Think dating is tough? Try dating as a transgender person. Steven Allison speaks to two people about their experiences in the world of love and explores just how different those encounters can be.
Today’s world of dating is a terrifying minefield. People are more brutal than ever, willing to take no prisoners in their search for “the one”, able to be as cruel as they like behind the protection of their smartphone screens.
Dating apps – those ‘virtual human supermarkets’ – offer rejection or acceptance at the swipe of a finger. The aisles of Tinder and the like are lined with towering shelves, always fully stocked with such a wide selection of goods, that making a choice seems like an impossible task. When a person can be coaxed into actually meeting face-to-face (oh the horror), they’re more often than not one of the following: a narcissist; a desperado; incapable of banter; ten years older than they
Yes, it’s all horrific and sounds like it couldn’t get worse. It can, though, if you’re transgender.
We live in a time when the conversation about non-normative identity is louder than ever, and thank goodness for that. Yet the status quo continues to prevail, with dated perceptions of what is and isn’t “normal” all around. For that reason, the minefield of dating can be even more treacherous to navigate for trans people, with extra potential explosions of disappointment around every corner.
Whether personal identity is raised before meeting, on the first date or later down the line, many trans people are forced to deal with a level of cruelty generally unheard of elsewhere. They can be called a host of ugly names, part of themselves irrationally torn to shreds, all in a feeble endeavour by a small number of hateful, misguided idiots to safeguard “the norm.”
Sarah Davies, a trans woman from Toronto, says that she’s had a lot of insults fired at her in the past, with “an abomination of nature” and “fucking freakazoid” being the most egregious. “They’re never original and always laughable, but they still hit you like a bullet,” she admits. Yet, experiences vary widely. Nixon Brathwaite, a trans man from Bristol, hasn’t encountered anything comparable. When he came out, his partner at the time was “incredibly supportive,” making sure that he “felt extremely loved.”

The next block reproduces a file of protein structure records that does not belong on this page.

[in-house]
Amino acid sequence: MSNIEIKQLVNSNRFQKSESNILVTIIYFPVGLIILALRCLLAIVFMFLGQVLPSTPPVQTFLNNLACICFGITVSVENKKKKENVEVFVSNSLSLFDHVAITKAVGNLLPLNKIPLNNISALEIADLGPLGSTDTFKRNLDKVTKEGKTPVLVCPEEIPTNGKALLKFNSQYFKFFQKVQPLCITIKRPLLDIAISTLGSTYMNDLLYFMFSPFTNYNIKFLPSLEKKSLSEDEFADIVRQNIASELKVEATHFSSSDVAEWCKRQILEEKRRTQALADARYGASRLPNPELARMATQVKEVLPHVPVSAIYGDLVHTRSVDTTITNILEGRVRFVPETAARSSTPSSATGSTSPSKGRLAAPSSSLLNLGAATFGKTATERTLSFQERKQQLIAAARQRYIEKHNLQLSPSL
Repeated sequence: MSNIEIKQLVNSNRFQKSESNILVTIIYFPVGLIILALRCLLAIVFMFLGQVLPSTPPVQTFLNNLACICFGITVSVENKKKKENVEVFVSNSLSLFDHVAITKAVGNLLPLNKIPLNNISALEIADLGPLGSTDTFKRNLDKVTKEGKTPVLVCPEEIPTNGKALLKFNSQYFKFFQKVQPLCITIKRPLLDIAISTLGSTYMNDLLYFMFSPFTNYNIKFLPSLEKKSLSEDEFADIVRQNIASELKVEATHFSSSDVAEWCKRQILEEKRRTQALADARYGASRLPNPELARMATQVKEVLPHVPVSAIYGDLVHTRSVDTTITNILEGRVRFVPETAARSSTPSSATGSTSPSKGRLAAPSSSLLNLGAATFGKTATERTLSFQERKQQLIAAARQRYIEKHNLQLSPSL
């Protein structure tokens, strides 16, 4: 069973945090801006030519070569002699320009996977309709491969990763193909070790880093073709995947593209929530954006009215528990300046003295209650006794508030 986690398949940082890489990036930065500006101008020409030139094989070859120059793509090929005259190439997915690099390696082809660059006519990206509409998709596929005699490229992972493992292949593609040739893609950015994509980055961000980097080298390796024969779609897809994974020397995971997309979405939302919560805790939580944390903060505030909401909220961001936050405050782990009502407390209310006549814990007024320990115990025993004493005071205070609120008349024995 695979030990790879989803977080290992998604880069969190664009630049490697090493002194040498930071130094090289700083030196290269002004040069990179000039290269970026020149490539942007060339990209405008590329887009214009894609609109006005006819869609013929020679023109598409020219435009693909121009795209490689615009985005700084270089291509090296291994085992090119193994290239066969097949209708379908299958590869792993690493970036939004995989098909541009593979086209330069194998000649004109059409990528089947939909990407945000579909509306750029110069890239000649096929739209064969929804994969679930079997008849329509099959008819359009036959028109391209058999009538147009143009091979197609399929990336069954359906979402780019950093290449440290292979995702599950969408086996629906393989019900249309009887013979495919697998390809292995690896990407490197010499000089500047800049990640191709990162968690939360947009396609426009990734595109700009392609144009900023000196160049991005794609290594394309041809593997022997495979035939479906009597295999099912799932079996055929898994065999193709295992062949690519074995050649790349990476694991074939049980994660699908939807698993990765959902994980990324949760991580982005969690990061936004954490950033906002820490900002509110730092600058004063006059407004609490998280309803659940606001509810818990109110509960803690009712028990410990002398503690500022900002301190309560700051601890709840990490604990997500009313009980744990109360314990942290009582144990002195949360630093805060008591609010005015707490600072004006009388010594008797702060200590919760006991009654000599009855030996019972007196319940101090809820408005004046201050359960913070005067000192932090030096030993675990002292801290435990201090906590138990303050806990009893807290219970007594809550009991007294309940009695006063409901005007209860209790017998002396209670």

However, few people – even those who consider themselves as liberal thinkers – are keen on the idea of dating a trans person. A 2018 study of 1000 cisgender people found that only 12% would date a trans woman or trans man. Sarah believes that people are “mostly held back by a fear of public embarrassment and by shocking friends and family.” The results of the study clearly indicates that, while awareness of trans as normal is increasing, the widespread perception of trans people as equal is still a distant speck.
Then there are those open to dating trans people – but what about their motivations? Trans is simply a non-issue for some. At the top of their agenda is getting to know someone, what they do for a living, how they spend their free time, etc. For them, gender doesn’t necessarily need to be part of the equation. Nixon finds that folks like that generally leave it to him to bring up his transness in conversation: “I’ll usually gauge whether I feel ok to go there, but if I’m asked questions guided by the right intentions, I’m happy to share.”
Others actively seek trans people, driven by an established fetish or by a curiosity. Nixon, admitting that he might just be “a cynical bastard,” sometimes worries about being an opportunity “to try something new.” At the same time, some trans people state on their dating profiles that they are happy to be treated as an ‘experiment’. Nixon is on the fence with this, suggesting that it’s a little “sad.” Sarah has been told that being trans is “hot or sexy” and that to be with her would be “such a turn on.” This sort of response makes her “want to run.”
The dating experiences of both Sarah and Nixon seem worlds apart in some respects, and so wildly different to other accounts that I’ve read online. I can’t help but wonder if this has anything to do with a disparity in attitudes between Canada and the United Kingdom; or even between Toronto and Bristol, more specifically.
Alternatively, it may just boil down to individual circumstances. Like the study quoted, the experiences of these two individuals are by no means representative of all trans dating. I hope that Nixon’s future doesn’t hold the same negativity that Sarah has faced and that his life turns out to be great for him. And the same goes for all trans people out there.
Dating sucks at the best of times, so I wish you well on your quest for love (or even just a roll in the hay).
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